We have development machines that test web applications under development over https, because the deployed app operates over https.

We have a couple of internal url's set up in our hosts file, so that https://project-dev and https://project-www can be used to test different branches. We also debug in the windows azure dev fabric, which causes the app to go over There is another cert for this, however it is automatically generated by the dev fabric.

To make our browsers ignore the unsafe certificates, we drag them from Personal to Trusted Root Certification Authorities.

Does this make our dev machines vulnerable in any way? If so, how?

3 Answers 3


The only difference between a CA signed cert and a self-signed cert is that your browser (or other ssl client) does not implicitly trust the self-signed cert. If you trust the cert, importing it so that your client doesn't warn is no different from the browser writer importing the ca certs into their keystores.


Potentially, if your certificate private key gets out it could allow someone to MITM you.

Conclusion: Not really.

There's always a little risk, but you're a couple developers that someone would have to explicitly target in order for that to happen.

Perhaps there's something I'm not thinking of, but somehow I think you'll make it.


A self signed certificate is not more vulnerable that one signed by a certificate authority. It becomes insecure because of the behavior of the users, that will get use to accept and trust them blindly. If you add a certificate to Trusted Root Certificate Authorities, then any certificate signed by that certificate will be trusted by your machine. So if one of your selfsigned certificates gets compromised, than all the machines where it is installed become vulnerable to man in the middle attack. The worst is that you can not have a revocation list for them and you have to remove them manually in case it get compromised.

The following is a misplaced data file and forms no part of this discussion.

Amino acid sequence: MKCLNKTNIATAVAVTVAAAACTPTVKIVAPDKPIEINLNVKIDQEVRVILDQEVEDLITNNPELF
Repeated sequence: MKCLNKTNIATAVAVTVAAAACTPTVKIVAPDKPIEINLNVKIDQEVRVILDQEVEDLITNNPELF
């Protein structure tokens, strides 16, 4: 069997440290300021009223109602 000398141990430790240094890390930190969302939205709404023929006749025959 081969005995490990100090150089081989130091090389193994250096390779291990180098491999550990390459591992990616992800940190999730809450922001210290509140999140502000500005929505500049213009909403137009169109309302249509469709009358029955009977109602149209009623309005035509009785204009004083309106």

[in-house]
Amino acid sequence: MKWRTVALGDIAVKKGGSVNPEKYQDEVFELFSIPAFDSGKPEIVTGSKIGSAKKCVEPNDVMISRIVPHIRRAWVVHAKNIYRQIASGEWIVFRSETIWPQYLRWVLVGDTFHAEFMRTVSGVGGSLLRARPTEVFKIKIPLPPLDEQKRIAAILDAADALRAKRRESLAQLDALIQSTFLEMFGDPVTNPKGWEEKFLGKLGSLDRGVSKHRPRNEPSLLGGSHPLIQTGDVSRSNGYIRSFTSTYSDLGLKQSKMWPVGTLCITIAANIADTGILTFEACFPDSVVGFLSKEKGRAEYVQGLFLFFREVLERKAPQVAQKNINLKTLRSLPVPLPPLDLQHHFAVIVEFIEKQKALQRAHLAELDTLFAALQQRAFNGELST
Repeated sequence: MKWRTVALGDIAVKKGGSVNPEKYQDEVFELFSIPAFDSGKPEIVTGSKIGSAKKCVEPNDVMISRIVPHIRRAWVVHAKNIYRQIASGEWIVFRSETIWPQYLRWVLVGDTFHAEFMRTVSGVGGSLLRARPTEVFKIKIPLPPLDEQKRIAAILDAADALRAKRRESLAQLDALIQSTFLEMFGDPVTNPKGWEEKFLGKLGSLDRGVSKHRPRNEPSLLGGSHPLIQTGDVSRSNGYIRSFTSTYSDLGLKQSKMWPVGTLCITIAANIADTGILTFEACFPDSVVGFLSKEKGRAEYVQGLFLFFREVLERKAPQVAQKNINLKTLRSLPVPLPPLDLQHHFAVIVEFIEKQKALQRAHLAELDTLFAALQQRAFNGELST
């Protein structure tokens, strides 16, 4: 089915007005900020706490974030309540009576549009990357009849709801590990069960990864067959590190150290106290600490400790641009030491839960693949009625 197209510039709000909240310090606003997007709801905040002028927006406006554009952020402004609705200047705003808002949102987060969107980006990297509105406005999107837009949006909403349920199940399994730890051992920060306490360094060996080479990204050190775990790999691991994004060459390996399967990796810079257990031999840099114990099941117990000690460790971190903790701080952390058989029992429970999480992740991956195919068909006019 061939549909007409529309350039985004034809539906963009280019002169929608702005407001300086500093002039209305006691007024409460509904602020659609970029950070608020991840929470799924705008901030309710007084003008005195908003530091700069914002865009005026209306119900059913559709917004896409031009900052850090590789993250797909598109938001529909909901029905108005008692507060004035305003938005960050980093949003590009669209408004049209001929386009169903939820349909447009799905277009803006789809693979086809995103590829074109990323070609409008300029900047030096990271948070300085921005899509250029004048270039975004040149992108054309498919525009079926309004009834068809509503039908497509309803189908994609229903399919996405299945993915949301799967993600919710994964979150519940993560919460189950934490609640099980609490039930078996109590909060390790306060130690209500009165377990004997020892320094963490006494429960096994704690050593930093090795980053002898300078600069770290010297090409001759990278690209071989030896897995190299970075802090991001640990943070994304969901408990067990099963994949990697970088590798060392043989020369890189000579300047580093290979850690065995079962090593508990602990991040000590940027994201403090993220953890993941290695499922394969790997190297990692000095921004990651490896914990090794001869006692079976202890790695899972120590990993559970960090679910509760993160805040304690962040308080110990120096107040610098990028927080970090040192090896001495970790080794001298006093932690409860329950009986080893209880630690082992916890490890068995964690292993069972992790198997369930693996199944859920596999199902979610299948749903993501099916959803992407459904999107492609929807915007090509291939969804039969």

The best approach is to use an internal certificate authority and sing ALL internal certificates with your CA. This is both very secure, convenient and cheap.

To setup a CA:

  1. Build a physical machine that will be used as CA. Only trusted administrators must have access to this box (2 persons ideally).
  2. Create a Revocation server, this should be different from the CA machine. (server with the list of revoked certificates, that will be accessible at least across your organization)
  3. Crate a root certificate.
  4. Create an intermediate certificate that will be used for signing purposes.
  5. Print the root CA private key on a paper and lock the paper in a secure safety box.
  6. Destroy the CA root private key from the CA server.
  7. Distribute the CA certificate in the whole company and install it as a trusted CA.
  8. Distribute the CA intermediate certificate and install it as an intermediate CA (not trusted).
  9. Sign all certificates with the CA intermediate certificate. Do not allow expiration dates more than 1-2 years. Do not allow asymmetric keys less than 2048.
  10. Add to revocation list all compromised certificates.

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